At the same time steam powered vehicles were being developed, other inventors were hard at work developing a horseless carriage run by means of electricity. A Hungarian by the name of Anyos Jedlik built a small model car powered by an electric motor as early as 1828. Similar efforts were produced in the United States in 1834, and the Netherlands in 1835. Scottish inventors made the first full sized electric carriage soon afterward. This led to the rise of electricity-based transport in the US and Europe, at a time when Steam locomotion was also becoming fashionable as a new alternative to old fashioned literal horse power.
Meanwhile, another avenue of research was pursued in the direction of internal combustion engines propelled by various gases. Samuel Brown of England built a vehicle driven by internal combustion engine running off hydrogen, which in 1826 was successfully propelled up a hill in London. The immense cost of the operation proved too prohibitive for immediate extended use, but it was a significant landmark portending things to come.
In 1860 in France, a similar vehicle travelled 9 kilometers from Paris to a nearby village in three hours. In 1870, an Austrian, Siegfried Marcus demonstrated the use of gasoline to propel a small vehicle in Vienna Austria. By 1888 he had built a car capable of carrying four passengers.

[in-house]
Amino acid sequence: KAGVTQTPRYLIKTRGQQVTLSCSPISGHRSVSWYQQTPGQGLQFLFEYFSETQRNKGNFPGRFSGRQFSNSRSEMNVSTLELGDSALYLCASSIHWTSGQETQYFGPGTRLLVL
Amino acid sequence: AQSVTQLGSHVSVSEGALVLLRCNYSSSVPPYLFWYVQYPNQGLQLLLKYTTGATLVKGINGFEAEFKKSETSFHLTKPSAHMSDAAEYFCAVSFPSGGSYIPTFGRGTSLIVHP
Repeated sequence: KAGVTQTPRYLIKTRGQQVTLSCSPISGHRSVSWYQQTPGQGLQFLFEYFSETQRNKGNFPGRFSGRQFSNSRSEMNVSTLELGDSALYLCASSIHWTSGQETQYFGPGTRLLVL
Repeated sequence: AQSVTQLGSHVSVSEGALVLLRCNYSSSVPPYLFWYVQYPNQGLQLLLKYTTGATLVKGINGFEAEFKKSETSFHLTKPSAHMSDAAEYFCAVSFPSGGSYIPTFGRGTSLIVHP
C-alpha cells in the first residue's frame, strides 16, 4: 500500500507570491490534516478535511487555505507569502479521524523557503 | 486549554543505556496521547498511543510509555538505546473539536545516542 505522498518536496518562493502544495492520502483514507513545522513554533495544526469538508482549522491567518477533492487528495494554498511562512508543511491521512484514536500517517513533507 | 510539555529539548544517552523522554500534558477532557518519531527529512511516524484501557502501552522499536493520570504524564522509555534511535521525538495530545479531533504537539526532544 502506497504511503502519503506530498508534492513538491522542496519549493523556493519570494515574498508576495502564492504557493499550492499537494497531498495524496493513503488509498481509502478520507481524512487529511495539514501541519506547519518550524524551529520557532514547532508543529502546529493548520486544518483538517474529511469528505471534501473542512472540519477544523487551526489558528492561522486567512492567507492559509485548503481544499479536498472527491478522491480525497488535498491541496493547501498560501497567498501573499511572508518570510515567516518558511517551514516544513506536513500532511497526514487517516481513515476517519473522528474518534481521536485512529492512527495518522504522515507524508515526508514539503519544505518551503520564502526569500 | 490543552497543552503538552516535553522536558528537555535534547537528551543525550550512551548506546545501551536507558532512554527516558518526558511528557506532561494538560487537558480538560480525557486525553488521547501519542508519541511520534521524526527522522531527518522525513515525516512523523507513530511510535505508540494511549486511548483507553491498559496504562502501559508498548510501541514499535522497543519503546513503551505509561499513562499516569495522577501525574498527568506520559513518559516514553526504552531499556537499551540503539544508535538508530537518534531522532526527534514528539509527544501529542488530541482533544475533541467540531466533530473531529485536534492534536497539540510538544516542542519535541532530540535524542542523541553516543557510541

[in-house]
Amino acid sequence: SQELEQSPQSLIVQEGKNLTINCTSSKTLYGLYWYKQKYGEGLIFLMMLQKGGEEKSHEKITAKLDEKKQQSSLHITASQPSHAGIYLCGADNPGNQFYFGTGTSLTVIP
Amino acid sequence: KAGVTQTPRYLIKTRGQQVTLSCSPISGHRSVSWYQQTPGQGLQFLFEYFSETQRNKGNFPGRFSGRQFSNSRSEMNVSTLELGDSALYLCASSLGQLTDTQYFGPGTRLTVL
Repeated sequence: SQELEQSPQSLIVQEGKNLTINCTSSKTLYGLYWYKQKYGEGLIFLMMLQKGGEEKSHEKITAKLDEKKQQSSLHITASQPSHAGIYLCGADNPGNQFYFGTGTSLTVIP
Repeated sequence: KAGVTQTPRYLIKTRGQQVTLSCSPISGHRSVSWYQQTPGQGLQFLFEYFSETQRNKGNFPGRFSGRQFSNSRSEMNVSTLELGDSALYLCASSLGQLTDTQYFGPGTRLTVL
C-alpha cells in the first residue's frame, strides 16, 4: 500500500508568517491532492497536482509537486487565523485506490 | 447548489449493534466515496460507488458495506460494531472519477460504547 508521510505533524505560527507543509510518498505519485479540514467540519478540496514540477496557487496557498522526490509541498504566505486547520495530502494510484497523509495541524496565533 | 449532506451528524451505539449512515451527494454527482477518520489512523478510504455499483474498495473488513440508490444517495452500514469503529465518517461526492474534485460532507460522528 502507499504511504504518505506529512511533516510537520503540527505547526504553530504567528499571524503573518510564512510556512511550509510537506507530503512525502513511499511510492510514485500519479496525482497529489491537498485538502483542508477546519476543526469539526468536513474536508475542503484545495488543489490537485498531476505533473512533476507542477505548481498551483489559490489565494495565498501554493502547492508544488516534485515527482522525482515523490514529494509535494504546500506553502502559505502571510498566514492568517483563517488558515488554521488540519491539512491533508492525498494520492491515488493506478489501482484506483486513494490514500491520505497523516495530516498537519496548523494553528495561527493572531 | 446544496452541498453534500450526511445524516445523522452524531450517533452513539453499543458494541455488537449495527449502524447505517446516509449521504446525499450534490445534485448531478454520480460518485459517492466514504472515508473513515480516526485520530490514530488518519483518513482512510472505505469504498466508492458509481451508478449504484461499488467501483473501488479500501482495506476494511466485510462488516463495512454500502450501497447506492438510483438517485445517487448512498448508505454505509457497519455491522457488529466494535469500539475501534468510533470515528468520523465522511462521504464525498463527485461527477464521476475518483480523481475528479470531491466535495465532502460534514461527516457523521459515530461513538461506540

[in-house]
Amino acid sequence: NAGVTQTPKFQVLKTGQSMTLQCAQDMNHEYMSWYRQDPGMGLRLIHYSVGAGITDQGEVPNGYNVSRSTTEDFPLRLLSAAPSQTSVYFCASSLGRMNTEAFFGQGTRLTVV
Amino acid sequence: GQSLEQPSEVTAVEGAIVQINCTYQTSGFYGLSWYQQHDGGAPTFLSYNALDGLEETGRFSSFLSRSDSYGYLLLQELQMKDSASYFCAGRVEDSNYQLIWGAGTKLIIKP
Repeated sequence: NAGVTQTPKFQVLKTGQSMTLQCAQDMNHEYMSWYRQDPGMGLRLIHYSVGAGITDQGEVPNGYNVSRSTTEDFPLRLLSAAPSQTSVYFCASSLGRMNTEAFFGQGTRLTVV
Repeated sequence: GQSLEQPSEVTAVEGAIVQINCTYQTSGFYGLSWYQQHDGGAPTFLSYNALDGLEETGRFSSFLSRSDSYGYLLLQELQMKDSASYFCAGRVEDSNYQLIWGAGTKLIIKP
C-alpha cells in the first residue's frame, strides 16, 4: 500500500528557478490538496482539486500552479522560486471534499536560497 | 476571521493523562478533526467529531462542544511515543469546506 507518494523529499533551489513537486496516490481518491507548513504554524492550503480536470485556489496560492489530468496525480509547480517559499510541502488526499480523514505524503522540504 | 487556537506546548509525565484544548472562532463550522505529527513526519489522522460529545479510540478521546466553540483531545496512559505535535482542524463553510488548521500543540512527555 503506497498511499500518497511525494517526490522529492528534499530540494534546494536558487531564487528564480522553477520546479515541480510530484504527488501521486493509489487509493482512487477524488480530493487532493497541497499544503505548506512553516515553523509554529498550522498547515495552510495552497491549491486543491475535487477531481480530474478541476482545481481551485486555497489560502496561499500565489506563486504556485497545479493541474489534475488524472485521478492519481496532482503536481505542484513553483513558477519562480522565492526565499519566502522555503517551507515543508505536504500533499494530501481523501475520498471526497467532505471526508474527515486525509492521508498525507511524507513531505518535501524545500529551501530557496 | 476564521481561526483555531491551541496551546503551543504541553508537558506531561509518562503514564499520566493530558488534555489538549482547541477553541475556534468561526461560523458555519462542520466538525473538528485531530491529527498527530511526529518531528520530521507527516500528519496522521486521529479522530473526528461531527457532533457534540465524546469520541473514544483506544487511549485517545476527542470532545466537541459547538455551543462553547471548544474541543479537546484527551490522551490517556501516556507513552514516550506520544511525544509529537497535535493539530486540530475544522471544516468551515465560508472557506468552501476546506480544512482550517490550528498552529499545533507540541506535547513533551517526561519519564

The 1870 model makes him technically the inventor of the modern gas-powered car, however this accomplishment was stricken from German accounts by the Nazis during World War Two on account of Marcus’ Jewish heritage. Instead, the credit was given to other German scientists who were attempting to do the same around the same time and were successful slightly later, in particular Karl Benz in 1885, and Gottlieb Daimler in 1889.
Another claim belongs to Enrico Bernardi of Italy, who had created a gasoline run tricycle in 1882. Benz began producing automobiles for commercial sales in both Germany and France the year 1888, thus inaugurating a new era in the history of human transport. Many others began experimenting with making both three and four wheeled vehicles running off gasoline around this time in the US and Europe. The French company Panhard began producing motor vehicles in 1889, followed by Peugeot in 1891, and in America, Duryea Motor Wagons in 1893. Britain meanwhile produced its very first four wheeled gasoline driven vehicle in 1895.
Both the US and France were ready for mass production by 1900, the year Henry Ford founded the Detroit Automobile Company. The Olds Motor Vehicles Company, begun in 1902, early on took the lead in car manufacturing, and was soon followed by several other competitors producing cars for American roads by the thousands: Winton Motor Carriages, Ford Motors, Cadillac, and the Thomas B. Jeffery Company. By the end of 1903, there were around 9000 gasoline cars in the US. Technological improvements to the design were constantly being carried out to the design throughout this time, as they still are today. Within a decade, the gasoline run engine had easily eclipsed its competition, the steam engine and the electric car, and become the predominant means of horseless locomotion, which it remains today, although it maybe said that worldwide fuel scarcities are currently prompting a second look at some of the alternatives.
Submitted by: Lawrence Reaves
More from Lawrence Reaves >> Early Years of Automobile History: 1672-1875
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